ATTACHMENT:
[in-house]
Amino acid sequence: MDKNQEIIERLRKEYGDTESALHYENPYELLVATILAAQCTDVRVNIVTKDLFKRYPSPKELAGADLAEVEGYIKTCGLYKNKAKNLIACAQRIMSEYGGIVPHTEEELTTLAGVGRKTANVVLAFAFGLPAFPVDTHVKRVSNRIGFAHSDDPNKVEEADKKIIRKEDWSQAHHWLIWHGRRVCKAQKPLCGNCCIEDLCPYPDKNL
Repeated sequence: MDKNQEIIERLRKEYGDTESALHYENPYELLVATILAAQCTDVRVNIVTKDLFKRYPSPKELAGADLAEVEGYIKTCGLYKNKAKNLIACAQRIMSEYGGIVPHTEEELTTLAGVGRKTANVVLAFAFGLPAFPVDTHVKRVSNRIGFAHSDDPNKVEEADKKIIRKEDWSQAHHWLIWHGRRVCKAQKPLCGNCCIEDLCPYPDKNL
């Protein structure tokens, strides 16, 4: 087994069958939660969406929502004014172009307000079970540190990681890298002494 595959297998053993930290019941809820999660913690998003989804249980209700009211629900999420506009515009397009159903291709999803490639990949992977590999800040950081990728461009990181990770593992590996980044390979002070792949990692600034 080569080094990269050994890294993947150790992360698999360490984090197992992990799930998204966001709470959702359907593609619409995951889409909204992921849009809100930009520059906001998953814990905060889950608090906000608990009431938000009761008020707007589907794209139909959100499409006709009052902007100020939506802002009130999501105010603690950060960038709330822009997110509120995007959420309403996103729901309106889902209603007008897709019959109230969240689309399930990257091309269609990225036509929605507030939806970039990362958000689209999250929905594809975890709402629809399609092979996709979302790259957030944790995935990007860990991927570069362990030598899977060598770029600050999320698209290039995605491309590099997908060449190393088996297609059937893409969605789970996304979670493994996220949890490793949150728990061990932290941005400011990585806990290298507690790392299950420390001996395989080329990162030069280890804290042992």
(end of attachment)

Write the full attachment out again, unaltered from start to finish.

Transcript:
[in-house]
Amino acid sequence: MDKNQEIIERLRKEYGDTESALHYENPYELLVATILAAQCTDVRVNIVTKDLFKRYPSPKELAGADLAEVEGYIKTCGLYKNKAKNLIACAQRIMSEYGGIVPHTEEELTTLAGVGRKTANVVLAFAFGLPAFPVDTHVKRVSNRIGFAHSDDPNKVEEADKKIIRKEDWSQAHHWLIWHGRRVCKAQKPLCGNCCIEDLCPYPDKNL
Repeated sequence: MDKNQEIIERLRKEYGDTESALHYENPYELLVATILAAQCTDVRVNIVTKDLFKRYPSPKELAGADLAEVEGYIKTCGLYKNKAKNLIACAQRIMSEYGGIVPHTEEELTTLAGVGRKTANVVLAFAFGLPAFPVDTHVKRVSNRIGFAHSDDPNKVEEADKKIIRKEDWSQAHHWLIWHGRRVCKAQKPLCGNCCIEDLCPYPDKNL
């Protein structure tokens, strides 16, 4: 087994069958939660969406929502004014172009307000079970540190990681890298002494 595959297998053993930290019941809820999660913690998003989804249980209700009211629900999420506009515009397009159903291709999803490639990949992977590999800040950081990728461009990181990770593992590996980044390979002070792949990692600034 080569080094990269050994890294993947150790992360698999360490984090197992992990799930998204966001709470959702359907593609619409995951889409909204992921849009809100930009520059906001998953814990905060889950608090906000608990009431938000009761008020707007589907794209139909959100499409006709009052902007100020939506802002009130999501105010603690950060960038709330822009997110509120995007959420309403996103729901309106889902209603007008897709019959109230969240689309399930990257091309269609990225036509929605507030939806970039990362958000689209999250929905594809975890709402629809399609092979996709979302790259957030944790995935990007860990991927570069362990030598899977060598770029600050999320698209290039995605491309590099997908060449190393088996297609059937893409969605789970996304979670493994996220949890490793949150728990061990932290941005400011990585806990290298507690790392299950420390001996395989080329990162030069280890804290042992």